The owners of this new residence, a married couple, lost their previous home in a forest fire near Boulder three years ago. After considering the options, they decided to head back into the burn zone, purchasing a steep site located in an area burned in the same fire. While the site sits at an elevation of 7500 feet it is just seven miles from downtown Boulder. The 2200-square-foot house, a simple bar shifted at the point of entry between the garage and main house and skewed at both ends to capture views, hovers above the stark slope of the hillside below. Views are framed under and through the house, at times seeming to bring the distant mountains inside. There are two slotted openings on the north side placed strategically to wash light onto the floor of the main living space and the wall of the master bedroom. A skylight fills the entire hallway to the bedrooms to create a light-filled transition from the living room. The south side of the house is almost completely glazed, allowing the abundant winter sun to passively heat the radiant concrete mass floor. Heat is provided by a geothermal heat pump, while an 8KW PV array offsets the electrical use to bring the house close to net zero energy performance.
Sunshine Canyon Residence, Boulder, Colorado, by THA Architecture
Photography by Jeremy Bittermann
“Flowers aren’t just beautiful to show on tables,” said Makoto Azuma, a 38-year-old artist based in Tokyo. His latest installation piece, if you could call it that, takes this statement to the extreme. Two botanical objects – “Shiki 1,” a Japanese white pine bonsai suspended from a metal frame, and an untitled arrangement of orchids, hydrangeas, lilies and irises, among other blossoms – were launched into the stratosphere on Tuesday in Black Rock Desert outside Gerlach, Nevada, a site made famous for its hosting of the annual Burning Man festival. ”I wanted to see the movement and beauty of plants and flowers suspended in space,” Azuma explained that morning.
Dotdotdot has designed a showroom in Pont Saint Martin, Val d’Aosta for the Data Center Technology & Operations of Engineering, a leading company in Italy, specialized in software and IT services. This communication-oriented ambience dedicated specifically to the clients illustrates the corporate values, the solutions, the projects and the projects through a demonstrative pathway has been designed to make the invisible visible.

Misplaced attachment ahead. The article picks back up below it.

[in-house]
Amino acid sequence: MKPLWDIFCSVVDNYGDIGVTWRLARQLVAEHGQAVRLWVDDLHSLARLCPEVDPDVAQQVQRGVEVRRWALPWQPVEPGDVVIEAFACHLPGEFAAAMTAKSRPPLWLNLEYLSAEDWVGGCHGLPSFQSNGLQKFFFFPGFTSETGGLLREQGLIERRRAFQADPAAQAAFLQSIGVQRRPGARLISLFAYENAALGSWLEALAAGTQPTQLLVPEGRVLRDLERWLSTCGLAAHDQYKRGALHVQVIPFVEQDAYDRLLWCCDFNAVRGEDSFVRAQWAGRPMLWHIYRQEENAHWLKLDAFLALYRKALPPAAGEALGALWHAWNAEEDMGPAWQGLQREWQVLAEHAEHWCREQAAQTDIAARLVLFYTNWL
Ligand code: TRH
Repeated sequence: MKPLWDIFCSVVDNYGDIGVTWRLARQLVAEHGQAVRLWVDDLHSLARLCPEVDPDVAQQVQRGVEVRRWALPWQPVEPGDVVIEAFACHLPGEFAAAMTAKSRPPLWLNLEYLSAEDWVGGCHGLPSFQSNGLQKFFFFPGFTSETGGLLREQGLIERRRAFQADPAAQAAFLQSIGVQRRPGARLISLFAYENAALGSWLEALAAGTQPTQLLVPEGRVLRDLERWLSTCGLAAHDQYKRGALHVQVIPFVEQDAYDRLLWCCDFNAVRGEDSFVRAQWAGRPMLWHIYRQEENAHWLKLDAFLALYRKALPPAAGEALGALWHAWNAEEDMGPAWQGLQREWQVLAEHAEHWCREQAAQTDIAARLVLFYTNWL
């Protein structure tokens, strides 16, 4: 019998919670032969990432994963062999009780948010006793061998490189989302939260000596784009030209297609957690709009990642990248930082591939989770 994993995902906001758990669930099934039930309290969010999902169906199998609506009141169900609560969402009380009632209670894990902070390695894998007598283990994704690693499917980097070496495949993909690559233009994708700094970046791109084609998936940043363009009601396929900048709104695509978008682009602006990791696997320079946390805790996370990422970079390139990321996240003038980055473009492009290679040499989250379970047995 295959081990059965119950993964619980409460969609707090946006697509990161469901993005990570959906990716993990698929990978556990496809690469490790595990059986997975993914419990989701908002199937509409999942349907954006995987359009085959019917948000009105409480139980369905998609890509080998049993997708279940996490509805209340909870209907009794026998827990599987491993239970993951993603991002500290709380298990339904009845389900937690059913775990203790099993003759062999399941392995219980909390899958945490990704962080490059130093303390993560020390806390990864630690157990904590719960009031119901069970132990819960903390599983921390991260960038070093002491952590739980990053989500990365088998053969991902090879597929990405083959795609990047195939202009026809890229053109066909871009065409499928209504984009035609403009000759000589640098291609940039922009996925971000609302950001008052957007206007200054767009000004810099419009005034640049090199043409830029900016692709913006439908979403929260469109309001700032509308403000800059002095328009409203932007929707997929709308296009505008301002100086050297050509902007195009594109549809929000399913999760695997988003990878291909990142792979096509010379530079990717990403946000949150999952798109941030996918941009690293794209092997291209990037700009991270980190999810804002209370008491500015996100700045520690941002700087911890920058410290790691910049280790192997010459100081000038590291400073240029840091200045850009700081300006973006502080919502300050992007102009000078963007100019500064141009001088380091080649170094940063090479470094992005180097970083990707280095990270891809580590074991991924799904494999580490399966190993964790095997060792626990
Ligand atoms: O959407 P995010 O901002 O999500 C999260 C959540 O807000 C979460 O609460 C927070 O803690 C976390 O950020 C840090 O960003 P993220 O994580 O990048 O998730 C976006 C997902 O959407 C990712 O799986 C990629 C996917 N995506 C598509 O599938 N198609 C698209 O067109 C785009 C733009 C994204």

Subdivision of the spaces, furnishing solutions, interactive experiences: in this project for Engineering dotdotdot has exploited, maximized and optimized its know-how in architecture, interiors and interaction design. The hub of the project is the ‘demo’ area where the clients will enjoy a full immersion and interactive experience, thanks to the large table used as a platform for navigating the multi-media contents. This table provides direct feedback on the large curved video-projection wall; this adds a touch of scenographic impact that is transformed into a visual support of the contents.
On entering the showroom, the client immediately becomes the protagonist of the full immersion and communicational experience. The different ambiences, split by function, are part of a single visual identity, expressing the corporate values of innovation, research, internationalization and growth. The space has been designed to be versatile and flexible, to satisfy the different needs of the participants and the varying degree of communication required and the depth of investigation/research applied to the contents. The furnishings have also been designed to guarantee maximum versatility. The materials – full-depth color MDF (medium-dense fibreboard) and the colorways combine to project an overall visual identity that differentiates the spaces according to function.